Wednesday, November 18, 2015

Alarming Public Health Study Documents Effects of Bee-killing Insecticides on People in Japan



Center for Food Safety Concerned Rural Americans Face Similar Risks
WASHINGTON, DC (November 18, 2015)—From 2006 to 2014, Japanese doctors documented a new cluster of symptoms reported by hundreds of rural Japanese people: patients suffering from recent memory loss, finger tremors, and combined symptoms of headache, general fatigue, palpitation/chest pain, abdominal pain, muscle pain, and cough. Public health researchers later associated these symptoms with the level of exposure to agricultural neonicotinoid insecticides, used on fresh fruits, tea, rice and a host of other human food crops. Urine sampling showed the level of symptoms correlated with the amount of neonicotinoid consumption.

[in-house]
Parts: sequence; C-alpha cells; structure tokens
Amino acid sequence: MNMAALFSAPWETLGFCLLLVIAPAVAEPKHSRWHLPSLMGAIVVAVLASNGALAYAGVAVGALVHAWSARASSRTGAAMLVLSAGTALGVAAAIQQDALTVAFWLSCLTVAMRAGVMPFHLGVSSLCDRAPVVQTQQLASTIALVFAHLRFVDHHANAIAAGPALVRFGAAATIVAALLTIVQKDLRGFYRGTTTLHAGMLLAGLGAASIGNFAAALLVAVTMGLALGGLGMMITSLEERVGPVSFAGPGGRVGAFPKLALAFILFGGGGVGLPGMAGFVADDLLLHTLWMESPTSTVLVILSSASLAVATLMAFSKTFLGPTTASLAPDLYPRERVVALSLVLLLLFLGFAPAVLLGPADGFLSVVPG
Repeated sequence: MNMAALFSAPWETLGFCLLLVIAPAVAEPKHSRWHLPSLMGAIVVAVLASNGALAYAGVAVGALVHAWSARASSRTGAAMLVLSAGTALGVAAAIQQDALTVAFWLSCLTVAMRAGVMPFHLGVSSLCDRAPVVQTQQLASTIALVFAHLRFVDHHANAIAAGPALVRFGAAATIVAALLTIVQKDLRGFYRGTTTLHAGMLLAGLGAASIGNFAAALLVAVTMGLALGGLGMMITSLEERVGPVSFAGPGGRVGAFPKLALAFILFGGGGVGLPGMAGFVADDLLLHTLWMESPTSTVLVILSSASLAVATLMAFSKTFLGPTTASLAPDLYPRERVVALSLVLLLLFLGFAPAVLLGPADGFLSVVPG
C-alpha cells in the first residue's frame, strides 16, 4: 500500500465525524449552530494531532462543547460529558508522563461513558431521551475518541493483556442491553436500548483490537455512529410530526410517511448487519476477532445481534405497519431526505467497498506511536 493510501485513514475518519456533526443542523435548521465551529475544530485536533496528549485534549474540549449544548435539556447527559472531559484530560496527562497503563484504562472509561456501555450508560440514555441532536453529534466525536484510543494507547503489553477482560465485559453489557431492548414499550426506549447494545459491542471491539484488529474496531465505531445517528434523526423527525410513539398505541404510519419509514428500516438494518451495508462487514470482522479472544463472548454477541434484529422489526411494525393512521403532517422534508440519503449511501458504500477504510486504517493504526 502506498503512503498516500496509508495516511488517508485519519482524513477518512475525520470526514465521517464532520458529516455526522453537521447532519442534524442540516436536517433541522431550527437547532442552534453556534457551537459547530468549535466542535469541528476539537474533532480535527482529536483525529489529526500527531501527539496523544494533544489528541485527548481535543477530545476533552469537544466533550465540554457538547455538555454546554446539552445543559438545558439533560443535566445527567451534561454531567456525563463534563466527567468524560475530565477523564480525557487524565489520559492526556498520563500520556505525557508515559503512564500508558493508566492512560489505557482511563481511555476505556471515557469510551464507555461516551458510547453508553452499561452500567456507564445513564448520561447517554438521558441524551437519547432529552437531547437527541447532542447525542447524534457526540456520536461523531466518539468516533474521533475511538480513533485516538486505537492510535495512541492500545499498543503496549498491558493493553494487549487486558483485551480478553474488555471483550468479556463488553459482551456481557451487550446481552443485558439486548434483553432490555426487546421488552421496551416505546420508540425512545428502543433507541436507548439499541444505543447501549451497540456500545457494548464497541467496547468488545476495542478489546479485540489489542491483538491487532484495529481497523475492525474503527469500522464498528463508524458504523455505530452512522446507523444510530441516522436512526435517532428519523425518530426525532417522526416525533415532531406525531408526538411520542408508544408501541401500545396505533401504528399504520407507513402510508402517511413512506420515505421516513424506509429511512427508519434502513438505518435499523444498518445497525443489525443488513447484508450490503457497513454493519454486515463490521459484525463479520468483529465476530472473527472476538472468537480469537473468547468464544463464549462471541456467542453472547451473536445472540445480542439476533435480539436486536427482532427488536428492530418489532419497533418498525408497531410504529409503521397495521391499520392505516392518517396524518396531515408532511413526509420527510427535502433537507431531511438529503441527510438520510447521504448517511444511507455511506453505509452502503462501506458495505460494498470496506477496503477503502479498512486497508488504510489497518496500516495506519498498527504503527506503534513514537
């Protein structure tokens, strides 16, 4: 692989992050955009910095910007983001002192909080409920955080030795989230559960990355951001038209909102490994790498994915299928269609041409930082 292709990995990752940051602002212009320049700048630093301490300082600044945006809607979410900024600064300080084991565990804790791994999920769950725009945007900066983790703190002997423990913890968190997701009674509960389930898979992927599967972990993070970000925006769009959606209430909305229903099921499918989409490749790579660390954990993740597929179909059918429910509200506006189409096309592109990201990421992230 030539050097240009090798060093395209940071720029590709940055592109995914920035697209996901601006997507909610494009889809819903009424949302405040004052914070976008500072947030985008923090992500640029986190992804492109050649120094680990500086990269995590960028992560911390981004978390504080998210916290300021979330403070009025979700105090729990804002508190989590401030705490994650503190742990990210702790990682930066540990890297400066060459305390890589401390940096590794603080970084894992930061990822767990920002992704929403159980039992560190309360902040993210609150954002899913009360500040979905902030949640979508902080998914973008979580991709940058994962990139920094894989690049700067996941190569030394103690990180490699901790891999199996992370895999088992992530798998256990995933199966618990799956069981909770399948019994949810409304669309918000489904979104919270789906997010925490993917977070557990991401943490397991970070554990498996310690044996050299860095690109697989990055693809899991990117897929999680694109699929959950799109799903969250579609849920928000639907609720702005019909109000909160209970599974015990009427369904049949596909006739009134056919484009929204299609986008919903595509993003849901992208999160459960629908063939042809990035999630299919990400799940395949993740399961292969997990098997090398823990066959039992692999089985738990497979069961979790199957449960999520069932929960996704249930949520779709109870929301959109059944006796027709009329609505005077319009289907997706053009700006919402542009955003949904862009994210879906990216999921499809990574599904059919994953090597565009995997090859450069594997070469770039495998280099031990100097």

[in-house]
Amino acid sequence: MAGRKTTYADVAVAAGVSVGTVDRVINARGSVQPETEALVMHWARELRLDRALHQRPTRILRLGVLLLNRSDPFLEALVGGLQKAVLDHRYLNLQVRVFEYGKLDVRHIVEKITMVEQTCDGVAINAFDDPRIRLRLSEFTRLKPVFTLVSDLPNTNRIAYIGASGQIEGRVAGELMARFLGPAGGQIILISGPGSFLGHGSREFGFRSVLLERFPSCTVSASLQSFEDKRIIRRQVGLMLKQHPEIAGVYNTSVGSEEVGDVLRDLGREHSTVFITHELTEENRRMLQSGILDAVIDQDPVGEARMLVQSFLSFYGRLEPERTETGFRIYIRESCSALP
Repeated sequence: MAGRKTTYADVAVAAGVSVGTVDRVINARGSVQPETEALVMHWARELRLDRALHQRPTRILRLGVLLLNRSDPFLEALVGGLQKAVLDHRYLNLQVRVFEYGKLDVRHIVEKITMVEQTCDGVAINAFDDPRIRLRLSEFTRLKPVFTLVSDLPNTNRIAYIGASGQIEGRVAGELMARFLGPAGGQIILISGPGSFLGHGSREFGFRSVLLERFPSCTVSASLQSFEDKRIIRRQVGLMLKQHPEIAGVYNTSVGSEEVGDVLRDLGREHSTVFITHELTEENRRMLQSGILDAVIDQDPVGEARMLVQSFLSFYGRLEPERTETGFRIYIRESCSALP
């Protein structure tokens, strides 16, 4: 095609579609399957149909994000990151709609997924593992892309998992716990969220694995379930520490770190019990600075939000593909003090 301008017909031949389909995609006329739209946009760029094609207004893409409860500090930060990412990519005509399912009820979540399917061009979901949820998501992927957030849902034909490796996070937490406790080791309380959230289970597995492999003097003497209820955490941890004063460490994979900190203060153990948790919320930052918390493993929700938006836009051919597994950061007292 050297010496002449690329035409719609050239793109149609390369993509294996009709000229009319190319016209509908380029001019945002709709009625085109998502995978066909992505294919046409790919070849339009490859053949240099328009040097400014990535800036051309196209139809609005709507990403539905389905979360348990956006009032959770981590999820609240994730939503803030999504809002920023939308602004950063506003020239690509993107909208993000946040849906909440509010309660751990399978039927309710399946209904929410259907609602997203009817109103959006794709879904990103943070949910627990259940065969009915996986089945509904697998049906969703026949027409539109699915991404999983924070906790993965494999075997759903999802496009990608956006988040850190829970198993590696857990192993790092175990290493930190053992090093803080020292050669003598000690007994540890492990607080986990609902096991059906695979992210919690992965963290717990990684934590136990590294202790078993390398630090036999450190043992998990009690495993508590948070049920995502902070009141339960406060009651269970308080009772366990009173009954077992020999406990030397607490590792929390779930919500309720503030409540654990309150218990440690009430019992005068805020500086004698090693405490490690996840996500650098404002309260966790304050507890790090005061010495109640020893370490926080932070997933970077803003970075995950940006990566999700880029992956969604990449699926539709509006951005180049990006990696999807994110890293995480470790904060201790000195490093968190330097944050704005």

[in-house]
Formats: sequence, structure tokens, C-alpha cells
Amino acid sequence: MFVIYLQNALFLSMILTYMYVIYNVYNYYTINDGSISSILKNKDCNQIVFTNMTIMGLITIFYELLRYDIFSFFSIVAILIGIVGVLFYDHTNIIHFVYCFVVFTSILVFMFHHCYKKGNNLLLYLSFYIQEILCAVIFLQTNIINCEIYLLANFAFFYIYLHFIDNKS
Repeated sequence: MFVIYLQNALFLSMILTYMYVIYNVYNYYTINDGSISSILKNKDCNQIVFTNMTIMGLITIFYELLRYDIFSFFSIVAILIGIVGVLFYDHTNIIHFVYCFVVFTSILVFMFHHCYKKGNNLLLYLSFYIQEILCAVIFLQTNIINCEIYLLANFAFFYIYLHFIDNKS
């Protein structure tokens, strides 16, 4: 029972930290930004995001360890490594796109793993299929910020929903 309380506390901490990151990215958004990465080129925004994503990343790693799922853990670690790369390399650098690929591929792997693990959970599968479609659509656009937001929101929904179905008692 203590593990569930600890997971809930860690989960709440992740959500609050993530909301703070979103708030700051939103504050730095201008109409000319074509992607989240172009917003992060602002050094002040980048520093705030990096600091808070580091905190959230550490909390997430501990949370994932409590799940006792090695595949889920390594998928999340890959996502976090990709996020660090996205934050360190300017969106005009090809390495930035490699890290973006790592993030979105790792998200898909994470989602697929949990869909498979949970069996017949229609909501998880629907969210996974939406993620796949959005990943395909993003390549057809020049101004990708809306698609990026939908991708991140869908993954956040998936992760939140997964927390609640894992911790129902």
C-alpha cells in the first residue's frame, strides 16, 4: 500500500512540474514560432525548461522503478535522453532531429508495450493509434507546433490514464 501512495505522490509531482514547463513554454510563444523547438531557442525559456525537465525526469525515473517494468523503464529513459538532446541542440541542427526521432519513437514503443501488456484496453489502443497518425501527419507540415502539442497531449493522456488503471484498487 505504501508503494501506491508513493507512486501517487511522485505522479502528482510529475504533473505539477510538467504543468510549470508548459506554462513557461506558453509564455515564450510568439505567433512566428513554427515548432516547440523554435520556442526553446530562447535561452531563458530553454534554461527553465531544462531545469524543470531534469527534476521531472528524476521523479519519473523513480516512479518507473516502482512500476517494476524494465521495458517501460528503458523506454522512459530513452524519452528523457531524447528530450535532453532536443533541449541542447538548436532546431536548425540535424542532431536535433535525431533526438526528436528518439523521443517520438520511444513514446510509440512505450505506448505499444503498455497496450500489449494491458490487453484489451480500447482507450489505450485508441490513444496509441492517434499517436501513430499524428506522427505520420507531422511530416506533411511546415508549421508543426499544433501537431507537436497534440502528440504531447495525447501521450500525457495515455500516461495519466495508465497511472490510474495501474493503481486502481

Last week, the public health team composed of Japanese, American and African researchers published the alarming story of those patients. The patients lived in rural communities and were being exposed to agricultural chemicals mostly through ingestion of pesticide-contaminated food and also perhaps by blowing sprays and dusts in a heavily-farmed, densely-populated area. Residential, pet and other exposures may also have contributed. The people involved were not farmworkers and did not have unusually high occupational exposures.